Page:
James Gilchrist and Anna Tilbrook at the Wigmore Hall, London with Sally Beamish's West Wind. Gilchrist has been one of the most determined advocates of English song, almost from the beginning of his career. Although his core repertoire is built on solid foundations of Handel, Purcell, RVW, Britten, and especially Gerald Finzi of whom he is a great exponent, Gilchrist has always made a point of promoting composers who should be more in the mainstream, like Hugh Wood, Lennox Berkeley and John Jeffreys and others whom he's performed live but not recorded. . By commissioning Beamish, one of the most prominent British composers for voice, Gilchrist is again making a valuable contribution to British music. Beamish's West Wind is based on Percy Bysshe Shelley's Ode to the West Wind, which everyone knows as a poem, but which has hardly ever been set to music, at least not in full. English poets dominate world literature - Shakespeare, the Restoration poets, Wordsworth, Keats - but this heritage is hardly reflected in music. History might explain things. The Industrial Revolution transformed British society, making it more urban and centralized than was the case elsewhere in Europe. British and European Romanticism were very different, in ways too complex to describe here. Furthermore, the British choral tradition was so strong that other forms of music making didn't get much attention. Perhaps the very nature of English Romantic poetry is relevant. The style is fulsome and elegaic, lending itself to oratorio rather than to art song. It's significant that Hubert Parry was one of the first to create art song from English poetry. Read here about the ground breaking series of Parry's songs to English texts from Somm Records (Gilchrist, Roderick Williams and Susan Gritton.) Rolling, circular figures introduce Beamish's West Wind the voice entering from a distance as if it were being blown in by the "pestilence stricken multitudes". Soon, though, the voice asserts itself., Gilchrist dings the words "Cold and low.....the corpse within its grave". A slow, penetrating chill descends, but, like the wind, the music changes direction, at turns capricious, rhen still, then rushing forth. The third section is particularly beautiful. Delicate piano figures lead into curling, keening vocal phrases that seem to hover in the air, "Lull'd by the coil of his crystalline streams". In the lower register of the piano, perhaps we can detect sonorous "lungs" . Suddenly lightness returns. "If I were a dead leaf", Gilchrist sings, almost unaccompanied, suggesting fragility. His touch is delicate, yet perfectly poised. The phrasing suits his voice. Gilchrist has the strange esoteric timbre of a typical English tenor, but also direct, almost conversational naturalness. From vulnerable sensitivity to the ferocity of the last poem. "Make me thy lyre" Gilchrist growls at the bottom of his timbre. Now Tilbrook's playing flutters weightlessly, like falling leaves. "Scatter, scatter, scatter" Gilchrist sings, each word on a slightly different level. "O.. O...O " he sang, mimicking the sound of wind, the word "Wind" pitched and held so high that it floated, rarified, into air. Beamish's West Wind is quirky, underlining the disturbing undercurrents in a poem ostensibly about Nature, but too malign to be a "nature poem". I kept thinking of Peter Warlock's The Curlew, another cycle well suited to Gilchrist's style. I also remembered Gilchrist's Die Schöne Müllerin. There are hundreds of recordings, but his stood out out from the competition because it was an interpretation derived as if from clinical observation of the miller's psychology. In this Wigmore Hall recital, Gilchrist and Tilbrook included songs by Mendelssohn,and Liszt and Schumann's Liederkreis op 39. Eichendorff's poems are less overtly ironic than Heine's, which formed the basis of Schumann's Leiderkreis Op 24. but are perhaps closer to,the spirit of the very early Romantic period. After hearing this performance, I've decided to grt Gilchrist's recent recording of the Schumann song cycles on Linn. photo credit operomnia.uk/Hazard Chase Management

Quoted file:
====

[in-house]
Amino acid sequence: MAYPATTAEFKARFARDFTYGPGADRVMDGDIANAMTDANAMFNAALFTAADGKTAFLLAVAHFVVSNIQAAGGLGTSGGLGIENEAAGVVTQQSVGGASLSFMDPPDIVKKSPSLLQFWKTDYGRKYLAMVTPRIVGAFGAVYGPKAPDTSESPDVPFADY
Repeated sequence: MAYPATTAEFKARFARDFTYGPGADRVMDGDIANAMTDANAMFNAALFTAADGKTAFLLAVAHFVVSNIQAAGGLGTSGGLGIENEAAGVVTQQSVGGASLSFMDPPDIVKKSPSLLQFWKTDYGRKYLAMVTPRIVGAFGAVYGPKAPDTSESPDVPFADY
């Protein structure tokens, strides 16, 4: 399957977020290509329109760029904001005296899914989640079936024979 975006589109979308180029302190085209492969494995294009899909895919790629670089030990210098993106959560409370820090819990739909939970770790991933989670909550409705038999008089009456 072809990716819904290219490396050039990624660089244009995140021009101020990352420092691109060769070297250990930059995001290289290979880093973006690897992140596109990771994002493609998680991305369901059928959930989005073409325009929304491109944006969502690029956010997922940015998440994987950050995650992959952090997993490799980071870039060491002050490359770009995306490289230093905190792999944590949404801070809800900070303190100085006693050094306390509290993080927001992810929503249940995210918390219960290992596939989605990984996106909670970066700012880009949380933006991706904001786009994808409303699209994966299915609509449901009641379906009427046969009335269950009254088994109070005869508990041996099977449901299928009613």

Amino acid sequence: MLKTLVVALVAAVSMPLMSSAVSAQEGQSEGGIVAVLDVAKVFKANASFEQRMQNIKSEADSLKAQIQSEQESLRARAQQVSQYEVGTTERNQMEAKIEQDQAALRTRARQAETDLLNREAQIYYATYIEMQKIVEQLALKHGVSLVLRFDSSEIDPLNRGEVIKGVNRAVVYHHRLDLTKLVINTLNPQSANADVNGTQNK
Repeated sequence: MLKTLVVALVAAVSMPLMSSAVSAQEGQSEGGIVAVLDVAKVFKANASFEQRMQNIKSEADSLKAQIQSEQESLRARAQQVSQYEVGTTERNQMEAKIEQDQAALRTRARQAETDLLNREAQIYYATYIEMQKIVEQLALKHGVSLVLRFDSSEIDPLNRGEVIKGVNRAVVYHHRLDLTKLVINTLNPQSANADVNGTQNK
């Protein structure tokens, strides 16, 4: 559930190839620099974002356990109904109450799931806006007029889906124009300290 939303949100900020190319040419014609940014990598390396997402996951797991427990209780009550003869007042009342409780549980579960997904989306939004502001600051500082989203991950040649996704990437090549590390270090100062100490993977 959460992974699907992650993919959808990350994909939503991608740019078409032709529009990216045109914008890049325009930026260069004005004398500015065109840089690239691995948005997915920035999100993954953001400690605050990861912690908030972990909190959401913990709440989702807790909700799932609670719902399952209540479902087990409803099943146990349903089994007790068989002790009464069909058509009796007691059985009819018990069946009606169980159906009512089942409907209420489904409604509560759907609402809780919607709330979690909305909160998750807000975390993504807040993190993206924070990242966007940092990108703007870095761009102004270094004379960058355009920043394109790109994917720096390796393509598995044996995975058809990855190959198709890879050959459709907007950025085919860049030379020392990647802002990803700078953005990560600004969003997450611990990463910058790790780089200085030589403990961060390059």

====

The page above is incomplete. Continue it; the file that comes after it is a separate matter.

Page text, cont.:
On May 3, 1943, one of Germany’s most gifted young pianists was expected to give a recital at Heidelberg University. Karlrobert Kreiten never turned up. He had been arrested by the Gestapo for making anti-Hitler remarks, reported by a zealous neighbour. Tortured and abused, he was tried by the Nazi judge Roland Freisler and condemned to death by hanging, along with 185 others. Kreiten, a Dutch citizen, was 27 years old. Next week, the pianist Florian Heinisch and author Moritz von Bredow will tour Germany with what should have been Kreiten’s Heidelberg recital – works by Bach-Busoni, Chopin, Mozart, Beethoven and Liszt. Tour dates: Bonn (19th), Cologne (21.6), Dusseldorf (22.6), Bremen (24.6). Heidelberg (26.6), Hamburg (27.6), Munich (29.6), Berlin (30.6)